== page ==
In this post, I am going to talk about the 10 computer networking concepts that every professional should master. I will also include links to the main articles of each concept. So, let’s start with some definitions:
1. Network Topology
The word “topology” comes from topos, which is Greek for «place». In computer networking, TOPOLOGY is the physical layout of computers, cables, switches, routers, and other components of a network. This term can also refer to the underlying network architecture, such as Ethernet or Token Ring.
When you design a network, your choice of topology will be determined by the size, architecture, cost, and management of the network. Basic network topologies include the following:
- Bus Topology
- Ring Topology
- Star Topology
- Mesh Topology
- Tree Topology
- Hybrid Topology
To learn more please feel free to read our main article: Network Topology.
2. Local Area Network / Wide Area Network
LAN stands for Local Area Network and WAN stands for Wide Area Network. A network is any group of computers (servers and workstations) and devices, like smartphones and printers, that are connected together and able to communicate with each other.
So, LAN is the local network, network devices connected together within the same geographic location. A WAN connects LANs to each other, usually across multiple locations as well as individual devices that connect from a remote distance.
A WAN may be limited to an enterprise (a corporation or an organization) or accessible to the public. The internet is an example of a worldwide public WAN.
3. The OSI Model
OSI Model is a short name for the Open Systems Interconnection reference model for networking.
This theoretical model explains how networks behave within an orderly, seven-layered model for networked communication. The OSI model isn’t specific to a protocol suite and can be applied to most networking protocols past and present.
7 Layers OSI Model
- Layer 1 – Physical Layer
- Layer 2 – Data-link Layer
- Layer 3 – Network Layer
- Layer 4 – Transport Layer
- Layer 5 – Session Layer
- Layer 6 – Presentation Layer
- Layer 7 – Application Layer
To learn more about this concept read the main article: OSI model.
4. Network equipment (routers and switches)
Network equipment includes a broad range of devices which can be classified as core network components that interconnect other network components, hybrid components which can be found in the core or border of a network, and hardware or software components that typically sit on the connection point of different networks.
The Network Switch allows each connected device to talk to the others.
Router and Switch are both network connecting devices. A router works at the network layer and is responsible to find the shortest path for a packet whereas a Switch connects various devices in a network. A router connects devices across multiple networks. Switch’s main objective is to connect various devices in a network.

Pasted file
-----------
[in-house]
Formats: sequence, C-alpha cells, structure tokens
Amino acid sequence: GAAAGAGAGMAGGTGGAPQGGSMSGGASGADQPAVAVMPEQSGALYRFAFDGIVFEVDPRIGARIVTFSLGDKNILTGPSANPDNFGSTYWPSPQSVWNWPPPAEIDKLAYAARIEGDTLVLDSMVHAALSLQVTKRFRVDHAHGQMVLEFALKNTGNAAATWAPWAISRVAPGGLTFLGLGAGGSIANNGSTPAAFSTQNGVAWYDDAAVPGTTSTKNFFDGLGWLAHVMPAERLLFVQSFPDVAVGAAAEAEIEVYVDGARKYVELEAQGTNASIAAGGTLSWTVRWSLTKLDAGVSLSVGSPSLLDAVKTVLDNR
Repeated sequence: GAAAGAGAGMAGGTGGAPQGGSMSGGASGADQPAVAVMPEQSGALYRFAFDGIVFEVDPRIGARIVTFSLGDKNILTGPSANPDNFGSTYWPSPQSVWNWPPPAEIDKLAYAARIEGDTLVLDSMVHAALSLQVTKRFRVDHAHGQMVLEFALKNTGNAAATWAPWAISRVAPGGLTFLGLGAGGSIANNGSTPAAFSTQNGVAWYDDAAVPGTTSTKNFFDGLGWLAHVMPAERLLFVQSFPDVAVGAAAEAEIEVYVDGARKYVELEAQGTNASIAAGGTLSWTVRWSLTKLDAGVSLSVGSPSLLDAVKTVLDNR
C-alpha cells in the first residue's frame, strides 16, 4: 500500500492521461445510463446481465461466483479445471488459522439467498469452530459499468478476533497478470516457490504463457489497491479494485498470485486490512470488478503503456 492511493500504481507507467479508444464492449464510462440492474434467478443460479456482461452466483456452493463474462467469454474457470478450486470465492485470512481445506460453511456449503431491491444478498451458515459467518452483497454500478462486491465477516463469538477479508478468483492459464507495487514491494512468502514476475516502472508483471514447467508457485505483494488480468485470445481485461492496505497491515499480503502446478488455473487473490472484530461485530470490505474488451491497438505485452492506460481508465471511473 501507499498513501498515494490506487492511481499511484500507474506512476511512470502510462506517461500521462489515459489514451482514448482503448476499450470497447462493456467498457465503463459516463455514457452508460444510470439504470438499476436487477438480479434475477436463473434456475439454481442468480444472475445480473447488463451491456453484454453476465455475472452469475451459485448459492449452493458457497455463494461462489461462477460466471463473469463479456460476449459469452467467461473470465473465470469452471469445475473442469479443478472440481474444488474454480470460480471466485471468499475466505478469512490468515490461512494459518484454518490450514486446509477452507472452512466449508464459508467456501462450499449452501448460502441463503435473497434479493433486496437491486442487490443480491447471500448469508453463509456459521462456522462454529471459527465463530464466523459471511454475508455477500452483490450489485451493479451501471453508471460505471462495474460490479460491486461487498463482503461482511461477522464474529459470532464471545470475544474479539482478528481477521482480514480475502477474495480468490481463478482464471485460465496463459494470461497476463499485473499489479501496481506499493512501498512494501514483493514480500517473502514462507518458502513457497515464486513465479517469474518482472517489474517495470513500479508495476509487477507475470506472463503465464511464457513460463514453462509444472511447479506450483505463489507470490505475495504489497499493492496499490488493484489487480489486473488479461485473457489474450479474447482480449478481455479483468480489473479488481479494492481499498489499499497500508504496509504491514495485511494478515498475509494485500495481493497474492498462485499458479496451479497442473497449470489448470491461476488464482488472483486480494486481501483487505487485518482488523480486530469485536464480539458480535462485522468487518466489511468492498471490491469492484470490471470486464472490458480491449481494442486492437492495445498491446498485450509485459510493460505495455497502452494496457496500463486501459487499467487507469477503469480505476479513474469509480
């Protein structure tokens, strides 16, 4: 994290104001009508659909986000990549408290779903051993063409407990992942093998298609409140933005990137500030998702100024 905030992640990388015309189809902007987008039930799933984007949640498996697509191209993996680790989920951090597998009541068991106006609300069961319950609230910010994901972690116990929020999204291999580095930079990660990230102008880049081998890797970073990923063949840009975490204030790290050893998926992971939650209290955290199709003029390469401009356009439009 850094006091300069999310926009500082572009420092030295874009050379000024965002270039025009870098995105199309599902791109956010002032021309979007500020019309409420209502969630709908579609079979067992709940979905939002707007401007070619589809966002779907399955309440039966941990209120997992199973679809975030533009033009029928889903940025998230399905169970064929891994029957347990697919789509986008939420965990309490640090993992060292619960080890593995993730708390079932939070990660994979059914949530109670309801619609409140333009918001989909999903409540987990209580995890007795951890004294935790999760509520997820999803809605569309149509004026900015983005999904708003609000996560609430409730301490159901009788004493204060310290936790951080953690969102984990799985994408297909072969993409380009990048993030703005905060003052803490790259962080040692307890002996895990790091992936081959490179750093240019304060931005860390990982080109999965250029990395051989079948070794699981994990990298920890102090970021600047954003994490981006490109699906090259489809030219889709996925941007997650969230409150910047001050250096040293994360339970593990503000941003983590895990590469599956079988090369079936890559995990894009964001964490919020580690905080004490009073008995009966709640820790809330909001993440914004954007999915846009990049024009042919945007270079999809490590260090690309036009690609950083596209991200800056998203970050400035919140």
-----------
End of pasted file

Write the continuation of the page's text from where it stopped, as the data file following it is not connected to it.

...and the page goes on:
5. Physical Transmission Medium (cabling)
Network Cabling is the medium through which information usually moves from one network device to another. There are several types of cable which are commonly used with LANs.
There are two basic types of cabling used in LAN networking environments:
- Copper cabling, which consists of insulated copper conductors that transmit signals using electrical voltages and currents. It can be coaxial cabling, UTP or STP.
- Fiber-optic cabling, which is made of glass strands that transmit signals as light waves or pulses. Fiber-optic cabling can be either single-mode, which is used for the longest cable runs, or multimode, which has a much higher carrying capacity.
Read the main article about network cabling.
6. Wireless networking
Wireless networking is a wireless computer network that links two or more devices using wireless communication to form a local area network (LAN) within a limited area such as a home, school, computer laboratory, campus, or office building.
The IEEE 802.11 has two basic modes of operation: infrastructure and ad hoc mode. In ad hoc mode, mobile units transmit directly peer-to-peer. In infrastructure mode, mobile units communicate through a wireless access point (WAP) that serves as a bridge to other networks (such as the Internet or a local area network).
7. Communication protocols
Communications protocols are a set of rules required to exchange information between computing systems. Like any spoken language, these protocols allow computers to understand each other.
These protocols define the rules, syntax, semantics, and synchronization of communication and possible error recovery methods.
Most common communication protocols:
Dynamic Host Configuration Protocol (DHCP) is a client/server protocol that automatically provides an Internet Protocol (IP) host with its IP address and other related configuration information such as the subnet mask and default gateway. DHCP allows hosts to obtain required TCP/IP configuration information from a DHCP server.
In short, DNS is a global database system that relates IP addresses with an easy-to-remember name. For computers to communicate, it is essential that each network component has one unique identifier (IP address). But when a human needs to identify a specific network component, it is very difficult to remember something like 188.8.131.52. So, there is a global system called DNS that allows giving a specific name (with some rules attached) to an IP address.
10. Network Security
The last of this list of computer networking concepts is Network security.
Network security is the protection of the underlying networking infrastructure from unauthorized access, misuse, or theft. It involves creating a secure infrastructure for devices, applications, users, and applications to work in a secure manner. See, as examples, the articles about implementing a firewall and what is a VPN.
Just resuming, here are 10 of the most important computer networking concepts: